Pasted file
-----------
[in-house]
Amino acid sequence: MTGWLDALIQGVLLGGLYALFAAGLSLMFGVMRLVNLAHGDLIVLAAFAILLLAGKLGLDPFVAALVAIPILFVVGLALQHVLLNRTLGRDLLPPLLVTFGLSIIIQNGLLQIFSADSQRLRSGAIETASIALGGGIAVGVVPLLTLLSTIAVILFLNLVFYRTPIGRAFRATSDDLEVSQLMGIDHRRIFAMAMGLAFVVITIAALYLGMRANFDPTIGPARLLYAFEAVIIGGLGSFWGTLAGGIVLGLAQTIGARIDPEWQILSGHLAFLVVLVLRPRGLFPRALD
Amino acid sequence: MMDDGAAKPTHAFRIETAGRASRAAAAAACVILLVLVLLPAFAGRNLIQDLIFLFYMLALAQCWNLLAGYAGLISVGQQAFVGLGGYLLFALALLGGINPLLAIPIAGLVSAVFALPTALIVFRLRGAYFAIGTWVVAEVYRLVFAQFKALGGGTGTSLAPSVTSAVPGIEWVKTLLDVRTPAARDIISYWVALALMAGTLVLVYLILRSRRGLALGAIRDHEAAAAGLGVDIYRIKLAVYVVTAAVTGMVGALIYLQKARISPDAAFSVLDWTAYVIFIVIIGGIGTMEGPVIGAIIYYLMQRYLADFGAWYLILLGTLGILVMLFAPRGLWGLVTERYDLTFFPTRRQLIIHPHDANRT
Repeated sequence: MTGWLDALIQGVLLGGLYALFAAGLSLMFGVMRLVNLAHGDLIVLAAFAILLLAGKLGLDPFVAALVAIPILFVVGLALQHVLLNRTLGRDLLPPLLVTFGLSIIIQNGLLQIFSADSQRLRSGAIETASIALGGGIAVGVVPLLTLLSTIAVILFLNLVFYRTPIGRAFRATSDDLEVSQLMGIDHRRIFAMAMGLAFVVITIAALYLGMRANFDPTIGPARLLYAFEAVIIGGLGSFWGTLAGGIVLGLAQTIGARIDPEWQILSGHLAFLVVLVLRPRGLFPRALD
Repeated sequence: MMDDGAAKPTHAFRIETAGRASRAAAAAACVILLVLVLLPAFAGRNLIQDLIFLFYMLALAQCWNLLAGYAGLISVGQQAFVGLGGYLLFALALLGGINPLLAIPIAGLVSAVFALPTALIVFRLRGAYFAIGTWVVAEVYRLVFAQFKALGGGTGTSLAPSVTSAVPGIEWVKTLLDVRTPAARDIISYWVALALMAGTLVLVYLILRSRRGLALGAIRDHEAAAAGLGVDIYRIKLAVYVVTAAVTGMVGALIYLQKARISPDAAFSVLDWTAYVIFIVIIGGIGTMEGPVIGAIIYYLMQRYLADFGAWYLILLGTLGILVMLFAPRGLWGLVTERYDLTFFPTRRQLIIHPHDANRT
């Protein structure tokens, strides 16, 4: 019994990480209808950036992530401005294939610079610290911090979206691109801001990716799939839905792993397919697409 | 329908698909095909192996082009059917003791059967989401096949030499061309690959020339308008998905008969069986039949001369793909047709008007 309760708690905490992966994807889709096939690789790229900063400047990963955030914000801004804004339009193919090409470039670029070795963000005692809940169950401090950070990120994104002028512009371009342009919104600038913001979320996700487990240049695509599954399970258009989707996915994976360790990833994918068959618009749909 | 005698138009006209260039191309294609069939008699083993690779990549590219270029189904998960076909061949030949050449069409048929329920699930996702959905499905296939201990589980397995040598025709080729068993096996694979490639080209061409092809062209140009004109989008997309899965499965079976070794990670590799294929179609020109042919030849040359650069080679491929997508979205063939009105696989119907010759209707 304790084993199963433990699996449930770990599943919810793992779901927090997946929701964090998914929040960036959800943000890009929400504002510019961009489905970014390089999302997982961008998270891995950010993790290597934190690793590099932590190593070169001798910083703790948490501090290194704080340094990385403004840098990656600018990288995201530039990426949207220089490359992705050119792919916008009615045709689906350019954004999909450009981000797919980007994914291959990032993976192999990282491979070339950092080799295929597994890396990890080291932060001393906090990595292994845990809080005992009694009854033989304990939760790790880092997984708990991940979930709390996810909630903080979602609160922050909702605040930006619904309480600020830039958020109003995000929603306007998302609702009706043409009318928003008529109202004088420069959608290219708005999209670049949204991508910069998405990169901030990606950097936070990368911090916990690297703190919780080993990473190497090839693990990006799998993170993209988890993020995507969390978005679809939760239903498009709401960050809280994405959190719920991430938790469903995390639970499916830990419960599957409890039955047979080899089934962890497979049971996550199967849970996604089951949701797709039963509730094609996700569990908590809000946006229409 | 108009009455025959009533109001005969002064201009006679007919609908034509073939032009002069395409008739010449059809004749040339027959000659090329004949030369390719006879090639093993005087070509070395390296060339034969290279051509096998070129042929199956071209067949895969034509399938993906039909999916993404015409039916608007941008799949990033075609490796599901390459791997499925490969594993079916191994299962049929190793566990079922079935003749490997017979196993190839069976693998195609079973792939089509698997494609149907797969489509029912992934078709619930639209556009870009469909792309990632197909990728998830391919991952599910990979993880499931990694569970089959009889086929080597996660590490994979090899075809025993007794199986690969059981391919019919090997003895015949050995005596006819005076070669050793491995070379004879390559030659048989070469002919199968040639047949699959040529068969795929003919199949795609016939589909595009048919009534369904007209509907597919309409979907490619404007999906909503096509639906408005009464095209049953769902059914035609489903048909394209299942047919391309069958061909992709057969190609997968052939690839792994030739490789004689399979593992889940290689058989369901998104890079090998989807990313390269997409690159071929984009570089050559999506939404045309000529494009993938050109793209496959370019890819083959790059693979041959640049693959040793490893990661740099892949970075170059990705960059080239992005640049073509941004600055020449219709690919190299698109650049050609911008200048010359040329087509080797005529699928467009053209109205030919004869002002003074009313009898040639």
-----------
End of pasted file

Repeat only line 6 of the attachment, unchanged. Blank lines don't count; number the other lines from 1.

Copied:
């Protein structure tokens, strides 16, 4: 019994990480209808950036992530401005294939610079610290911090979206691109801001990716799939839905792993397919697409 | 329908698909095909192996082009059917003791059967989401096949030499061309690959020339308008998905008969069986039949001369793909047709008007 309760708690905490992966994807889709096939690789790229900063400047990963955030914000801004804004339009193919090409470039670029070795963000005692809940169950401090950070990120994104002028512009371009342009919104600038913001979320996700487990240049695509599954399970258009989707996915994976360790990833994918068959618009749909 | 005698138009006209260039191309294609069939008699083993690779990549590219270029189904998960076909061949030949050449069409048929329920699930996702959905499905296939201990589980397995040598025709080729068993096996694979490639080209061409092809062209140009004109989008997309899965499965079976070794990670590799294929179609020109042919030849040359650069080679491929997508979205063939009105696989119907010759209707 304790084993199963433990699996449930770990599943919810793992779901927090997946929701964090998914929040960036959800943000890009929400504002510019961009489905970014390089999302997982961008998270891995950010993790290597934190690793590099932590190593070169001798910083703790948490501090290194704080340094990385403004840098990656600018990288995201530039990426949207220089490359992705050119792919916008009615045709689906350019954004999909450009981000797919980007994914291959990032993976192999990282491979070339950092080799295929597994890396990890080291932060001393906090990595292994845990809080005992009694009854033989304990939760790790880092997984708990991940979930709390996810909630903080979602609160922050909702605040930006619904309480600020830039958020109003995000929603306007998302609702009706043409009318928003008529109202004088420069959608290219708005999209670049949204991508910069998405990169901030990606950097936070990368911090916990690297703190919780080993990473190497090839693990990006799998993170993209988890993020995507969390978005679809939760239903498009709401960050809280994405959190719920991430938790469903995390639970499916830990419960599957409890039955047979080899089934962890497979049971996550199967849970996604089951949701797709039963509730094609996700569990908590809000946006229409 | 108009009455025959009533109001005969002064201009006679007919609908034509073939032009002069395409008739010449059809004749040339027959000659090329004949030369390719006879090639093993005087070509070395390296060339034969290279051509096998070129042929199956071209067949895969034509399938993906039909999916993404015409039916608007941008799949990033075609490796599901390459791997499925490969594993079916191994299962049929190793566990079922079935003749490997017979196993190839069976693998195609079973792939089509698997494609149907797969489509029912992934078709619930639209556009870009469909792309990632197909990728998830391919991952599910990979993880499931990694569970089959009889086929080597996660590490994979090899075809025993007794199986690969059981391919019919090997003895015949050995005596006819005076070669050793491995070379004879390559030659048989070469002919199968040639047949699959040529068969795929003919199949795609016939589909595009048919009534369904007209509907597919309409979907490619404007999906909503096509639906408005009464095209049953769902059914035609489903048909394209299942047919391309069958061909992709057969190609997968052939690839792994030739490789004689399979593992889940290689058989369901998104890079090998989807990313390269997409690159071929984009570089050559999506939404045309000529494009993938050109793209496959370019890819083959790059693979041959640049693959040793490893990661740099892949970075170059990705960059080239992005640049073509941004600055020449219709690919190299698109650049050609911008200048010359040329087509080797005529699928467009053209109205030919004869002002003074009313009898040639």